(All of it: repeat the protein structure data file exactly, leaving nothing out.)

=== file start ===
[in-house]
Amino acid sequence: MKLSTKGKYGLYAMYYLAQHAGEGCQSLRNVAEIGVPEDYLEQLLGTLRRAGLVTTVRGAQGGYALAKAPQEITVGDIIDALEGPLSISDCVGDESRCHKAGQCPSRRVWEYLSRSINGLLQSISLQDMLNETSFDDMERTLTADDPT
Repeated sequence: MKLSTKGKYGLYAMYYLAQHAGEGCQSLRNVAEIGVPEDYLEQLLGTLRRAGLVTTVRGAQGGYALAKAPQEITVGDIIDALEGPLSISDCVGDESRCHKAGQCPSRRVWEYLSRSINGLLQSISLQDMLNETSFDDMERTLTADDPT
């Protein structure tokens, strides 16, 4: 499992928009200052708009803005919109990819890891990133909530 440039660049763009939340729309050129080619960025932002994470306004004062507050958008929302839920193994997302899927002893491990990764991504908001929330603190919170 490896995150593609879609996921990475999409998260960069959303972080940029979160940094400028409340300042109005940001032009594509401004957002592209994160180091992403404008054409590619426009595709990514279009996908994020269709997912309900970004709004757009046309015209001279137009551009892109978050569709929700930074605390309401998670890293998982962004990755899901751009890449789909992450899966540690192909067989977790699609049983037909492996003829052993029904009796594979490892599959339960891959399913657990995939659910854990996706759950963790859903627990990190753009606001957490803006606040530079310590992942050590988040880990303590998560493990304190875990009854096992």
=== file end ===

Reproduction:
[in-house]
Amino acid sequence: MKLSTKGKYGLYAMYYLAQHAGEGCQSLRNVAEIGVPEDYLEQLLGTLRRAGLVTTVRGAQGGYALAKAPQEITVGDIIDALEGPLSISDCVGDESRCHKAGQCPSRRVWEYLSRSINGLLQSISLQDMLNETSFDDMERTLTADDPT
Repeated sequence: MKLSTKGKYGLYAMYYLAQHAGEGCQSLRNVAEIGVPEDYLEQLLGTLRRAGLVTTVRGAQGGYALAKAPQEITVGDIIDALEGPLSISDCVGDESRCHKAGQCPSRRVWEYLSRSINGLLQSISLQDMLNETSFDDMERTLTADDPT
């Protein structure tokens, strides 16, 4: 499992928009200052708009803005919109990819890891990133909530 440039660049763009939340729309050129080619960025932002994470306004004062507050958008929302839920193994997302899927002893491990990764991504908001929330603190919170 490896995150593609879609996921990475999409998260960069959303972080940029979160940094400028409340300042109005940001032009594509401004957002592209994160180091992403404008054409590619426009595709990514279009996908994020269709997912309900970004709004757009046309015209001279137009551009892109978050569709929700930074605390309401998670890293998982962004990755899901751009890449789909992450899966540690192909067989977790699609049983037909492996003829052993029904009796594979490892599959339960891959399913657990995939659910854990996706759950963790859903627990990190753009606001957490803006606040530079310590992942050590988040880990303590998560493990304190875990009854096992």